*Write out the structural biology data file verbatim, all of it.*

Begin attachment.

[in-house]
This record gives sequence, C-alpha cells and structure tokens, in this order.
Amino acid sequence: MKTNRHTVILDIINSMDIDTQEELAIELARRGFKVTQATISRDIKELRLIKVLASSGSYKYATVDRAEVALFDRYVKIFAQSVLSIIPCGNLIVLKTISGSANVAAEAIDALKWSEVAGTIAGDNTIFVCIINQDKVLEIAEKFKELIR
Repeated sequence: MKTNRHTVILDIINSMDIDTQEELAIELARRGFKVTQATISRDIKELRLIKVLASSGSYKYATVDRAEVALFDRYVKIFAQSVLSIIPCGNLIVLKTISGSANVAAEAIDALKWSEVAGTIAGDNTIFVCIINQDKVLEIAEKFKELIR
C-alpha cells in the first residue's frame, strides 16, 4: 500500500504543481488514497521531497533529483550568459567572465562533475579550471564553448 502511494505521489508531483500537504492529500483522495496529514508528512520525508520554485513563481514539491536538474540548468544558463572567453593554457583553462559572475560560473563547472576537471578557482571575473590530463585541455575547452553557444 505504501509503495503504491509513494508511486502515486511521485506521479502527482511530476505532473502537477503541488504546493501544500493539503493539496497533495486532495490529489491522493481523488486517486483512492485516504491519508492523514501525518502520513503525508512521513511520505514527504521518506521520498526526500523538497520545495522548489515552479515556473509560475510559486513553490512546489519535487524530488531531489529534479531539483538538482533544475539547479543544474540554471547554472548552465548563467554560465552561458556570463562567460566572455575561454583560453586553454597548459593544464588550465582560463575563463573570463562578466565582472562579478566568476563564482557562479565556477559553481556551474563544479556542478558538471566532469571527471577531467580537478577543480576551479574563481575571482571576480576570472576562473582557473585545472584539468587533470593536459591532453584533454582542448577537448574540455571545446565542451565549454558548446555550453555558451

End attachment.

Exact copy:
[in-house]
This record gives sequence, C-alpha cells and structure tokens, in this order.
Amino acid sequence: MKTNRHTVILDIINSMDIDTQEELAIELARRGFKVTQATISRDIKELRLIKVLASSGSYKYATVDRAEVALFDRYVKIFAQSVLSIIPCGNLIVLKTISGSANVAAEAIDALKWSEVAGTIAGDNTIFVCIINQDKVLEIAEKFKELIR
Repeated sequence: MKTNRHTVILDIINSMDIDTQEELAIELARRGFKVTQATISRDIKELRLIKVLASSGSYKYATVDRAEVALFDRYVKIFAQSVLSIIPCGNLIVLKTISGSANVAAEAIDALKWSEVAGTIAGDNTIFVCIINQDKVLEIAEKFKELIR
C-alpha cells in the first residue's frame, strides 16, 4: 500500500504543481488514497521531497533529483550568459567572465562533475579550471564553448 502511494505521489508531483500537504492529500483522495496529514508528512520525508520554485513563481514539491536538474540548468544558463572567453593554457583553462559572475560560473563547472576537471578557482571575473590530463585541455575547452553557444 505504501509503495503504491509513494508511486502515486511521485506521479502527482511530476505532473502537477503541488504546493501544500493539503493539496497533495486532495490529489491522493481523488486517486483512492485516504491519508492523514501525518502520513503525508512521513511520505514527504521518506521520498526526500523538497520545495522548489515552479515556473509560475510559486513553490512546489519535487524530488531531489529534479531539483538538482533544475539547479543544474540554471547554472548552465548563467554560465552561458556570463562567460566572455575561454583560453586553454597548459593544464588550465582560463575563463573570463562578466565582472562579478566568476563564482557562479565556477559553481556551474563544479556542478558538471566532469571527471577531467580537478577543480576551479574563481575571482571576480576570472576562473582557473585545472584539468587533470593536459591532453584533454582542448577537448574540455571545446565542451565549454558548446555550453555558451